Map of Suffern village

Suffern is a village that was incorporated in 1796 in the town of Ramapo in Rockland County, New York. Suffern is located 31 miles northwest of Manhattan. As of the 2010 census, Suffern’s population was 10,723.

Suffern village overview:
Name:Suffern village
LSAD Code:47
LSAD Description:village (suffix)
State:New York
County:Rockland County
Elevation:312 ft (95 m)
Total Area:2.13 sq mi (5.52 km²)
Land Area:2.10 sq mi (5.43 km²)
Water Area:0.03 sq mi (0.08 km²)
Total Population:11,441
Population Density:5,455.89/sq mi (2,106.45/km²)
ZIP code:10901
Area code:845
FIPS code:3671894
GNISfeature ID:2391161

Online Interactive Map

Suffern online map. Source: Basemap layers from Google Map, Open Street Map (OSM), Arcgisonline, Wmflabs. Boundary Data from Database of Global Administrative Areas.

Suffern location map. Where is Suffern village?

Suffern location on the U.S. Map. Where is Suffern village.
Suffern location on the U.S. Map.
Suffern location on the New York map. Where is Suffern village.
Location of Suffern in New York.


“The Point of the Mountains” or “Sidman’s Clove” were names used before the American Revolution to designate the present village of Suffern. The area originally was inhabited by the Ramapough, a tribe of Munsee, who were a division of the Lenape tribe. Upon Sidman’s death, this land passed into the hands of his son-in-law, John Smith, who sold it to John Suffern.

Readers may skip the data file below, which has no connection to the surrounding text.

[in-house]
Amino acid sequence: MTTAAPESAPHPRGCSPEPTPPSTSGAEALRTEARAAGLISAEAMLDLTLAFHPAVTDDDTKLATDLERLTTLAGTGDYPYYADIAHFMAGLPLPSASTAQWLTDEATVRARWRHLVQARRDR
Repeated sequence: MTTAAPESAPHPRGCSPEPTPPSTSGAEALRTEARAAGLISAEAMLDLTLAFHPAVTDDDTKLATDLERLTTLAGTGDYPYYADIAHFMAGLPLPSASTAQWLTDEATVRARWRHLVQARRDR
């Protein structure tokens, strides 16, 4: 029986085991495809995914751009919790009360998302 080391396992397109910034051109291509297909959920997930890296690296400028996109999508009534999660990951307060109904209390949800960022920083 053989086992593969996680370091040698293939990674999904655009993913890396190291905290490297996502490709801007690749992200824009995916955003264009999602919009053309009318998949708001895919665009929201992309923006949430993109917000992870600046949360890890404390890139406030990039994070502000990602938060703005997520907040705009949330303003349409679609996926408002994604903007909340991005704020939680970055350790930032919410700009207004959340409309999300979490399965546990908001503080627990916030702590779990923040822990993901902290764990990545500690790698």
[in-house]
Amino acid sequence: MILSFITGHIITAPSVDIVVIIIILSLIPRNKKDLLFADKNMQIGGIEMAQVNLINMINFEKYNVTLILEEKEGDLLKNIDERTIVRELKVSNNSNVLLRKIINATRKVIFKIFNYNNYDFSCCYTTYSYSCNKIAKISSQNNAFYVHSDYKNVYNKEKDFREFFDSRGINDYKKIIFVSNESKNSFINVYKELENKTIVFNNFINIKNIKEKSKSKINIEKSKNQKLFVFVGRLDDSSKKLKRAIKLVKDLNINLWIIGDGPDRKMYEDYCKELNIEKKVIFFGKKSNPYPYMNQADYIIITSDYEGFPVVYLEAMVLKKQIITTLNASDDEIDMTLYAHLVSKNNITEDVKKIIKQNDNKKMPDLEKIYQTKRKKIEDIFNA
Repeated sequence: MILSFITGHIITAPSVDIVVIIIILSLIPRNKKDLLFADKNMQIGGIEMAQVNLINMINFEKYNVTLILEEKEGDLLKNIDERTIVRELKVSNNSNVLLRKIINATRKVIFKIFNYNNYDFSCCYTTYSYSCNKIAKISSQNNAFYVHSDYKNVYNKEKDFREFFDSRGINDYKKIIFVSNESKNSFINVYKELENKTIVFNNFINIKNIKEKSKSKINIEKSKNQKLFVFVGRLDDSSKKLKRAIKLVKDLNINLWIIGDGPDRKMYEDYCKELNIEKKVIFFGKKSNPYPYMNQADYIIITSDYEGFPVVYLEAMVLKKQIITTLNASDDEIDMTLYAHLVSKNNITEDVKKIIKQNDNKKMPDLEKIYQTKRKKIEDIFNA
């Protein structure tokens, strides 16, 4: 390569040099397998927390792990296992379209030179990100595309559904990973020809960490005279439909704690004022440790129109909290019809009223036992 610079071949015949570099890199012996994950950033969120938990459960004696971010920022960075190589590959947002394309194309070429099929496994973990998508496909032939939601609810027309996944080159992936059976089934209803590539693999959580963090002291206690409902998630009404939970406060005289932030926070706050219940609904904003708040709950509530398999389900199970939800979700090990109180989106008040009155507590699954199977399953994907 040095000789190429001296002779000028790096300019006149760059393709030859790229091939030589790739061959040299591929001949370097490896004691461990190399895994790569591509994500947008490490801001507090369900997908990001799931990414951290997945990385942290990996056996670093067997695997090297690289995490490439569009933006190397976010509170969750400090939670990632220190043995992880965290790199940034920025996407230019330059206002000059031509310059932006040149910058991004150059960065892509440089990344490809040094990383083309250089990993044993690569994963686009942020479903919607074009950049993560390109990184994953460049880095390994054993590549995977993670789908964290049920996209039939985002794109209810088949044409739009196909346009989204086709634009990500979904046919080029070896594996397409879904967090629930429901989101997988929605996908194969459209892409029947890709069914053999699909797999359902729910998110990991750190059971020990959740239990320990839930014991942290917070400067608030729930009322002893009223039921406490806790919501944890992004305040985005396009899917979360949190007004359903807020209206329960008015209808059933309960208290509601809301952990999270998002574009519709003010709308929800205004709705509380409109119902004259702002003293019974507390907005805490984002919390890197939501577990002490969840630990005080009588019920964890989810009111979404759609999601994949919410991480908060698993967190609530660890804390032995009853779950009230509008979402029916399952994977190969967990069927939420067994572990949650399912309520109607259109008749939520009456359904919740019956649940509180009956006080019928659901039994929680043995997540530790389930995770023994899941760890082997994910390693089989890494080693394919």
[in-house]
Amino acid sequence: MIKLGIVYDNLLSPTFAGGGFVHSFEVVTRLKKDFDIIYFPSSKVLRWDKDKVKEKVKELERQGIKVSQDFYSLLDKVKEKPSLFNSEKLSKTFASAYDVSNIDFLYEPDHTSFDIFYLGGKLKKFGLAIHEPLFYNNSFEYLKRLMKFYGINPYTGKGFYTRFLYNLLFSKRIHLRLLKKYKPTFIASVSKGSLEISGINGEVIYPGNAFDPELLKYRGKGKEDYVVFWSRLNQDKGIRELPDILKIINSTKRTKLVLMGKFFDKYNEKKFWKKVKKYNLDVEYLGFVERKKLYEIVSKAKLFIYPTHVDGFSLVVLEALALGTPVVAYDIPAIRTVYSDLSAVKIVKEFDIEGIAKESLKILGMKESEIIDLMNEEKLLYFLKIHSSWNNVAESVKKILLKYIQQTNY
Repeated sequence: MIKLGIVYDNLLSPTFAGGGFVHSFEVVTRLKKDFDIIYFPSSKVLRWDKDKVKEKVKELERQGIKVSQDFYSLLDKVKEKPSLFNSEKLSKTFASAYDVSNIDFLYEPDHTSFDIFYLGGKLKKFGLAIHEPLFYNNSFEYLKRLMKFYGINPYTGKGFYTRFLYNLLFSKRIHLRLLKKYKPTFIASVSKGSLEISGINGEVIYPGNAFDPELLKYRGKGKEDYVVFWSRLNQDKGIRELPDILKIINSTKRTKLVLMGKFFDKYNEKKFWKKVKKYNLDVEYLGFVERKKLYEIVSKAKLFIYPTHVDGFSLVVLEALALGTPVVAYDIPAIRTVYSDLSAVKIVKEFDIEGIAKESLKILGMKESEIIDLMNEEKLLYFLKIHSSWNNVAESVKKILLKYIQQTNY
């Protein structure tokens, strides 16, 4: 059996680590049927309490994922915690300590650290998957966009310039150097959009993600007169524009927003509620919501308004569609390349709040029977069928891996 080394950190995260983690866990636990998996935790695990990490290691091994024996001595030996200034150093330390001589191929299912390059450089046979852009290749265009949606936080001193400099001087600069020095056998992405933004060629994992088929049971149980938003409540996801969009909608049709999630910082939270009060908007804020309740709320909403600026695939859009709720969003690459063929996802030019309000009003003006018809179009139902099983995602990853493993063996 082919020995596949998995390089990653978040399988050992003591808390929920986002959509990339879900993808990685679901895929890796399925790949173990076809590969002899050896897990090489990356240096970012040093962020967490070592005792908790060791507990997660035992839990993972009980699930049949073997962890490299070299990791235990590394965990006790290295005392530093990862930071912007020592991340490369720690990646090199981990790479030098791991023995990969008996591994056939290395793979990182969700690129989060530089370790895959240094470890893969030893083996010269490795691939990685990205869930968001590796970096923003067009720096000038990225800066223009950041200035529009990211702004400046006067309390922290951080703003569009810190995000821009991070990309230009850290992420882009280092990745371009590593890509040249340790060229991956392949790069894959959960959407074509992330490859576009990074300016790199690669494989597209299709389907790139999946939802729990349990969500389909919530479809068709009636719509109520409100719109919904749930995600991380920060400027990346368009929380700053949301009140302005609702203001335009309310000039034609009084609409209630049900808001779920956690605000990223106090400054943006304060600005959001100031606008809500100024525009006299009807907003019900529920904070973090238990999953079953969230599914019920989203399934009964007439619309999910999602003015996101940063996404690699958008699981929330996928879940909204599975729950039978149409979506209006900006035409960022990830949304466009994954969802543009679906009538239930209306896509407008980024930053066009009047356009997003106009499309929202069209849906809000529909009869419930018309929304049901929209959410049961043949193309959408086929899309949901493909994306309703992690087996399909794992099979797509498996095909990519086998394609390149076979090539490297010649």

The village of Suffern was founded in 1796. John Suffern, first Rockland County judge, 1798–1806, settled near the base of the Ramapo Mountains in 1773, and called the place New Antrim, after his home in County Antrim, Northern Ireland. His French Huguenot ancestors had settled there after fleeing religious persecution in France. New Antrim’s location was considered strategically important in the Revolutionary War because it was at an important crossroads near Ramapo Pass. General George Washington and other important military leaders used John Suffern’s home as headquarters when they were in the area.

This history has been recognized by the town. Suffern is a stop on the Washington–Rochambeau Revolutionary Route National Historic Trail, under the auspices of the National Park Service. This trail commemorates the route followed by General Washington and the French Comte de Rochambeau as they traveled to the siege of Yorktown, Virginia, which led to victory for the United States in gaining independence.

Rochambeau made encampment with his 5,000 soldiers in Suffern on August 25, 1781, on his way to Yorktown, and again on September 13, 1782, as he retraced his steps to New York. An historical marker on the Washington Avenue side of the Lafayette Theatre identifies this site of “Rochambeau’s Encampment 1781–1782”. The National Park Service has installed a wayside panel near the gazebo in Suffern to commemorate Rochambeau’s encampment in Suffern. At the time of the encampment, this site was directly across the road from village founder John Suffern’s home and tavern where the Count de Rochambeau stayed. Based on an 1860 painting of John Suffern’s home that showed the well in the side yard, his home would have been in at the area of Licata Insurance. The well is in the basement of the furniture store.